The explores will consist of 2 individuals who are basically strangers, we came together on social media in our interests for the outside and vehicle exploration. Communicating through the computer is all we done as we live in different states. The team consists of Heather’s 2015 Subaru Outback (#heidi_roo), and myself in a 2017 Subaru Outback (#sled_rider).

 

The Journey:

It will involve a drive from Vancouver, WA to Dawson City, Yukon Territories, Canada, up the Dawson highway to the Arctic Ocean at Tuktoyaktuk, YT, Canada and back. It is something I have never done and it has always been on my bucket list. I have taken 2 cruises to Alaska and have loved the experiences. I now want to experience the lands of Canada and Alaska from the ground driving through the countryside.

Map 1Map 2Map 3Map 4

  • Will it be an adventure? …..yes as this will go far north as you can drive in Canada.
  • Will it be exhilarating? …..Yes.
  • Will it be fun and exciting? …..Definitely.
  • Is this outside the box for travels…..Definitely.
  • Am I excited to plan and start this adventure? …..OH YES.
  • Has this route been carved in stone…..NO, it will change even as we travel I’m sure.

The trip will leave Vancouver, WA and head up Interstate 5 to the Canadian Border. Crossing into British Columbia, Canada the journey continues north to Prince George, BC and to the start of the Alaskan Highway in Dawson Creek, B.C., Canada. British Columbia has a population of approximately 4,751, 600 in 364,764 sq. miles (944,735 sq. km) making it the 3rd largest province in Canada.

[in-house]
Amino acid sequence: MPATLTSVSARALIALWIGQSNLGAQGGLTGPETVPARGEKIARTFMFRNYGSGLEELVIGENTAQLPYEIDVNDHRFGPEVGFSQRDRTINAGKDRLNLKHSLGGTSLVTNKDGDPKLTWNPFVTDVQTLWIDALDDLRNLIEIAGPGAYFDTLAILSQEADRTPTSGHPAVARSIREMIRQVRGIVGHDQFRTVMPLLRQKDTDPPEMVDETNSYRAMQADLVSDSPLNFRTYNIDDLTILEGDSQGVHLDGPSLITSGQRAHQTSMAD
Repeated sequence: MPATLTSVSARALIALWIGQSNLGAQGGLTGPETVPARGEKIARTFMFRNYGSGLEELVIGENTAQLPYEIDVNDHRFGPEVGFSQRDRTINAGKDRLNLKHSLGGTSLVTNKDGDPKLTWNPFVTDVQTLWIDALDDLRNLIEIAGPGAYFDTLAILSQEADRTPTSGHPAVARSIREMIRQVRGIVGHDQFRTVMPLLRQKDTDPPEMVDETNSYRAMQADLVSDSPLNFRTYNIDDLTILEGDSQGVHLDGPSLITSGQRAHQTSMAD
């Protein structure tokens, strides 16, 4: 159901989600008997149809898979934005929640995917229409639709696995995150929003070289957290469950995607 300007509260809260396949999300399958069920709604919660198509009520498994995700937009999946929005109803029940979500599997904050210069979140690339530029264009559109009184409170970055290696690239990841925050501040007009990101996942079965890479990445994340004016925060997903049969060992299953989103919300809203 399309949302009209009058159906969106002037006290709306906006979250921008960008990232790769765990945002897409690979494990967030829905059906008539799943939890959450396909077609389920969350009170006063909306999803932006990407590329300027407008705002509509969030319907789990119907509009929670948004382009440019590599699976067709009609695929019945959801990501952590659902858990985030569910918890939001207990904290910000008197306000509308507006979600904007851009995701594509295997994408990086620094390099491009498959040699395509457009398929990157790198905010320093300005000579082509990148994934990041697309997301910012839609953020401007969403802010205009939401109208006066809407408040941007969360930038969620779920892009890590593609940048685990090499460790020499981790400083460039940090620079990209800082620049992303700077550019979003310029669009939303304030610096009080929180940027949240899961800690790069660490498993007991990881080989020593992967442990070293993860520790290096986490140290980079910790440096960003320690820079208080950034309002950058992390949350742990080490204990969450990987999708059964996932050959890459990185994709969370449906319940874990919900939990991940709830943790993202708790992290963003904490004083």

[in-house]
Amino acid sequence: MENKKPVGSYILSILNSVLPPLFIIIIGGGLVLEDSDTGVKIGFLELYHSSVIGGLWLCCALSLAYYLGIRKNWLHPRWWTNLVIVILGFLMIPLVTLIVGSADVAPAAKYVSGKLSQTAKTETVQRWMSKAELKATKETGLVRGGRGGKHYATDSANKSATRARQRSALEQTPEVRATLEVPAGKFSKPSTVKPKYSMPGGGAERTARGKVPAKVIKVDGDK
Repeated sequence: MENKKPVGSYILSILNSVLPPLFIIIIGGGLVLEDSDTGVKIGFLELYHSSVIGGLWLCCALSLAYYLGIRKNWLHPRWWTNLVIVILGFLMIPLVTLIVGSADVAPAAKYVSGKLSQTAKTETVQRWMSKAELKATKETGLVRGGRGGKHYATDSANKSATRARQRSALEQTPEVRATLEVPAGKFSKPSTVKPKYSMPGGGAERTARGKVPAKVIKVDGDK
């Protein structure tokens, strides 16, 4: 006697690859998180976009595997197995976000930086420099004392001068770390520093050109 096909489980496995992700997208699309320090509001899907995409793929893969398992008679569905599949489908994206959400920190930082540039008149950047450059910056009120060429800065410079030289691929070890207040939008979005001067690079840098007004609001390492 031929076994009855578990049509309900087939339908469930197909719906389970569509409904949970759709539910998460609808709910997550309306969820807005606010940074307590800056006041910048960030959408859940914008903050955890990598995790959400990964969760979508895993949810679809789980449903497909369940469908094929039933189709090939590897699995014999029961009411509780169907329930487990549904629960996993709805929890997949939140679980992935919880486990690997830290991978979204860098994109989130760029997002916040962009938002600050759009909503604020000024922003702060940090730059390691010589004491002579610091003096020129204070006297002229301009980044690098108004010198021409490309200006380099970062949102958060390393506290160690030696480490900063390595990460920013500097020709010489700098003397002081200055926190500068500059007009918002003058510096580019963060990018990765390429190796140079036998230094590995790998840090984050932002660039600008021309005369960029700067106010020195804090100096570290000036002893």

Heading north from Dawson Creek we will go along The Alaskan Highway, Canada Highway 97, passing through Fort Nelson and entering the Yukon Territories, Canada just before Watson Lake to visit the Sign Forest. The Yukon has the smallest population of any Province/Territory of Canada at approximately 37,858 with a land area of 186,661 sq. miles (483,450 sq. km).

What is the difference between a Province and Territory? Territories are administrated differently than Provinces. Provincial government powers are laid out in the Constitution, whereas the territories are given powers from the federal government, thus the territories control less of their own affairs.

Heading north on The Campbell Highway, Canada 4 we will stop in the old mining town of Mayo / Keno then will then make our way up the Dempster Highway, Canada 5, crossing the Arctic Circle, Inuvik, Northwest Territories, Canada and then continue the final 130 km on the new all season road to Tuktoyaktuk, Northwest Territories, Canada and the Arctic Ocean. The Northwest Territories has an approximate population of 44,469 that live in an area of 452,480 sq. miles (1,171,918 sq. km), this province has about the one sixth of the land area of Canada making it the second largest and most populous territory of Canada.